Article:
Back in the days of the wild wild web (www) and post JQuery era, one web framework stood above all others: AngularJS. A “ring to rule them all”, AngularJS consolidated quite a few micro-frameworks and provided many extensibility points of expansion if needed. Over time though, many performance and architectural questions began to arise, to the point of no return – when the guys @Google decided to migrate from AngularJS to Angular (a poor naming decision). The time came when we were forced to decide whether to migrate to Angular or to a different FW.
Embedding React Component Inside AngularJS Directive
As this post’s title suggests, we decided to migrate to React (for many reasons, which could take a whole other post to explain). However, doing so required us to support a variety of flavors in our app where React components would reside inside AngularJS directive and vice versa. The path toward achieving it was not straight forward and required that we think creatively.
We also knew that we wanted our React app to work in a new environment using WebPack and other “new goodies” while keeping the Angular side operating with previous tooling such as Gulp. That being said, we created a new repository for React which would later be consumed by Angular as a Bower/NPM package, then registered our main React components globally, enabling the consumption of such components using ng-react directive later on. This was easily achieved with a system link between the two projects.
The main point of interest was the router. We wanted React to control the router for new pages in our app and to keep Angular in control of existing pages. After a lot of trial and error, we found the best solution was to keep all React pages under a distinctive root – let’s call it “react” which made our URL look like this:
Using angular-ui-router, we simply set React components under a “react” URL root, like so:
Our reactCtrl used ng-react to set the React root:
Then we set the Angular router to render an Angular controller, which later would render a React component using ng-react. The React router could take control of everything that comes after a “react” URL root.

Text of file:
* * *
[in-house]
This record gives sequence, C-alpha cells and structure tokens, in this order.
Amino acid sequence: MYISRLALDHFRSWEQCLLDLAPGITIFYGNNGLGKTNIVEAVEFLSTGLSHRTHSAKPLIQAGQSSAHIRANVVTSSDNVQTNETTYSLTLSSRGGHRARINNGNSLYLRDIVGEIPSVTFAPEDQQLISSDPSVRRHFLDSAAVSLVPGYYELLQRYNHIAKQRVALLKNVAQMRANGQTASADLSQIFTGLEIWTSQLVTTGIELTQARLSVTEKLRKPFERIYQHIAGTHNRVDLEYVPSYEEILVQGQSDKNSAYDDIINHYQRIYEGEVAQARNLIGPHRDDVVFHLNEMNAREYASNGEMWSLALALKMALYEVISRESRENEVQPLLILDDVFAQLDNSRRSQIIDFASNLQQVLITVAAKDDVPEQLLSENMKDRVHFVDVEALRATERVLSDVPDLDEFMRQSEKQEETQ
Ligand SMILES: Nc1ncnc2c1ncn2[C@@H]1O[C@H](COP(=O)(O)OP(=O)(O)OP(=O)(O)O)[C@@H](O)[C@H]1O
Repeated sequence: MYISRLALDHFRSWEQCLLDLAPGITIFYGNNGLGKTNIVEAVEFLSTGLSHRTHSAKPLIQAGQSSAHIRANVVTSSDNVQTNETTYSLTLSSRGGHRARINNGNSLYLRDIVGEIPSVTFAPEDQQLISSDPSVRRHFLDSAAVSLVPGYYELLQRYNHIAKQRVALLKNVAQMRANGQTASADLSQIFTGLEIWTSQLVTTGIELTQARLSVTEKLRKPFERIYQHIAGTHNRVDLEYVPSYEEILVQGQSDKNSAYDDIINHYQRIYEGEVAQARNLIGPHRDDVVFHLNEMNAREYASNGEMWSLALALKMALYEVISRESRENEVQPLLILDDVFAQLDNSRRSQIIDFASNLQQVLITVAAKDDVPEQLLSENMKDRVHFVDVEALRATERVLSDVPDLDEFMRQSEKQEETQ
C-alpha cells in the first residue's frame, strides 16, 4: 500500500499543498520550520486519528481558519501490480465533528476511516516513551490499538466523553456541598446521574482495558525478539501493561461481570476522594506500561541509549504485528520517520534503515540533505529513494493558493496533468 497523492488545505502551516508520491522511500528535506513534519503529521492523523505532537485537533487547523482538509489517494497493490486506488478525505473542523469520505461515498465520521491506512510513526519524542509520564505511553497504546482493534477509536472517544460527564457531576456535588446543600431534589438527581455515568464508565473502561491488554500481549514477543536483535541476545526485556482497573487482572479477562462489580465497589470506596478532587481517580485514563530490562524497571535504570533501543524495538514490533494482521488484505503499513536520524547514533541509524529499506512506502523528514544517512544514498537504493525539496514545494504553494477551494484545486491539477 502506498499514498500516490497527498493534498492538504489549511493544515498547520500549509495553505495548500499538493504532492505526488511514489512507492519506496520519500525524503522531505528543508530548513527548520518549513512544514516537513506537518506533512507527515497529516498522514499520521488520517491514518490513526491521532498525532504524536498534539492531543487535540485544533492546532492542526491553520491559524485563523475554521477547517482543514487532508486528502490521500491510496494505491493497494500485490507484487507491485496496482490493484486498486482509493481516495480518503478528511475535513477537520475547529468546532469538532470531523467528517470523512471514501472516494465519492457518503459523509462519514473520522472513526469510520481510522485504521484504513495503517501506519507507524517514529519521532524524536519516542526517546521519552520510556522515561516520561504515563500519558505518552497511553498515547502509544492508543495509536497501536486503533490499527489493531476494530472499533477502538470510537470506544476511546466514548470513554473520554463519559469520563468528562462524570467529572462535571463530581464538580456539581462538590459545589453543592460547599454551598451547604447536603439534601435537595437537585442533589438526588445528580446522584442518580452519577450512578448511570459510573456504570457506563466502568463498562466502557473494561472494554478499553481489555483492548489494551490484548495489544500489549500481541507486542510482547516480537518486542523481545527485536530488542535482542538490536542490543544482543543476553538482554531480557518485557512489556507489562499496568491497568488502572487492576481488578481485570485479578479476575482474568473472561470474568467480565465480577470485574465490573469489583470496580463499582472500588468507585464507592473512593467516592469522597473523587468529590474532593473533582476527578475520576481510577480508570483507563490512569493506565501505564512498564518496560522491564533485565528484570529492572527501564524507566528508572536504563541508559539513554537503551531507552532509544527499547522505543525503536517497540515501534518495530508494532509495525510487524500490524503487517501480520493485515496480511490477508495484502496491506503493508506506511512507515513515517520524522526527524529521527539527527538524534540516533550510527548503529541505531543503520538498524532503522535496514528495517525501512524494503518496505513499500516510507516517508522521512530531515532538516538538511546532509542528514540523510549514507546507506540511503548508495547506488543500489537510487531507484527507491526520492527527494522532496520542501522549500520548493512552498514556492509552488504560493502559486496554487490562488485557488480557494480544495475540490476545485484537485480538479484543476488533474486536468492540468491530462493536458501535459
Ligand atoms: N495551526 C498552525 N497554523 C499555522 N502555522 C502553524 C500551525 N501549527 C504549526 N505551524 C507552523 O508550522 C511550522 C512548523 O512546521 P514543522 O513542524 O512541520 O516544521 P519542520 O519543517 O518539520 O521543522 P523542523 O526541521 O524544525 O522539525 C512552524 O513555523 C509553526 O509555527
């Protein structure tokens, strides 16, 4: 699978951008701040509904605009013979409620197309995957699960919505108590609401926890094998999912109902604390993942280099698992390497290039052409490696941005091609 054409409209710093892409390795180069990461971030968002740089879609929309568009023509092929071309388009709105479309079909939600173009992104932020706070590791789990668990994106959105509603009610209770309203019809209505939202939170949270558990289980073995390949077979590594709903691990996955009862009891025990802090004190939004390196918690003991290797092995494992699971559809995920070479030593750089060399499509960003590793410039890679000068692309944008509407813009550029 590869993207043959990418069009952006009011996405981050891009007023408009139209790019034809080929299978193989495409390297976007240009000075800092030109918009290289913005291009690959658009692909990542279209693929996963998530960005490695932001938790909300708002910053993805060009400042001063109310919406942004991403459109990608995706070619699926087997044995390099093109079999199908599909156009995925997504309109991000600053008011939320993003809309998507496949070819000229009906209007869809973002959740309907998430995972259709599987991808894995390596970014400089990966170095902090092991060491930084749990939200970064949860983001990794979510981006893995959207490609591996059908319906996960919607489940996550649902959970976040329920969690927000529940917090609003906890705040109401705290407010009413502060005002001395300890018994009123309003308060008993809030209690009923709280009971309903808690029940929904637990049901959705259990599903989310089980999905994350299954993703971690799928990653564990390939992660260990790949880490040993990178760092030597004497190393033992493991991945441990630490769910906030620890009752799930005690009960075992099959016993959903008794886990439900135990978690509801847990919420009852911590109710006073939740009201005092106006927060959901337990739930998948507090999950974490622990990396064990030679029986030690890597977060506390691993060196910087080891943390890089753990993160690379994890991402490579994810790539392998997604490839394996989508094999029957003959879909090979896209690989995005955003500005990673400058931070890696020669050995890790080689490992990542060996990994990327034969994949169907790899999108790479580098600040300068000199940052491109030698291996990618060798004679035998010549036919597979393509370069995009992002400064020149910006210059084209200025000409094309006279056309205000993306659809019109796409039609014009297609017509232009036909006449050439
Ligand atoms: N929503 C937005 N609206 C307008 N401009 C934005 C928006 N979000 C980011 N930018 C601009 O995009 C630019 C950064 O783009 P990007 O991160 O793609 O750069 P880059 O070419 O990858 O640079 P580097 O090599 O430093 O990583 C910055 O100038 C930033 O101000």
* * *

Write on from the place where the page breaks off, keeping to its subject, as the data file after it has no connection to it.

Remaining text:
One more thing – and yes, we realize this has already been complicated enough – in our case, AngularJS was in control of our application menu, but in many cases you’ll want to navigate from the application menu deeper into React pages (not just the first level). For that, we ended up doing the following:
Doing so allowed the Angular app menu to have deep navigation links into React pages.
Embedding AngularJS Directive Inside a React Component
While we ultimately wanted to switch from AngularJS to React, we still had many complex components written in AngularJS and it would take some time to perform a full migration. If we wanted to keep React as our main dev platform, we needed a way to embed AngularJS directives inside React components.
Once you have AngularJS set up on the page, you can compile any AngularJS directive regardless of its location in the DOM. That made it possible to have an AngularJS directive under a React component. We ended up with something like this:
When the component did mount, we got the DOM reference, which is stored under “this.container”. For that element, we created an inner HTML with an AngularJS directive. In order to compile the directive, we needed to pass a scope and DOM element. Once we did, we were able to set any object on the scope and allow the data-binding magic to happen.
So how do we get a new isolated scope?
Since we had the “luxury” of tightly coupled frameworks, we knew AngularJS would always be present on the page, so we decided on something like this:
While I am sure some may find it less than ideal, this choice was also weirdly elegant with the given constraints. Every major FW has a “global” (js)/”context object” (react)/”root scope” (angular) – so we could also have one. The important thing was to keep this interaction to a single point in code (a dedicated service).
One last thing though, we passed a data-bound object from a React component to an AngularJS directive, but what if we wanted to communicate back? Of course, if you have access to every AngularJS service you can communicate back messages to AngularJS, for instance $rootScope, $broadcast, etc.
To Sum It Up
The integration between the two FW’s is hard, given the big differences between them and their supporting tool sets. But we were able to embed one into the other and keep the migration “sane”, though that’s a relative term.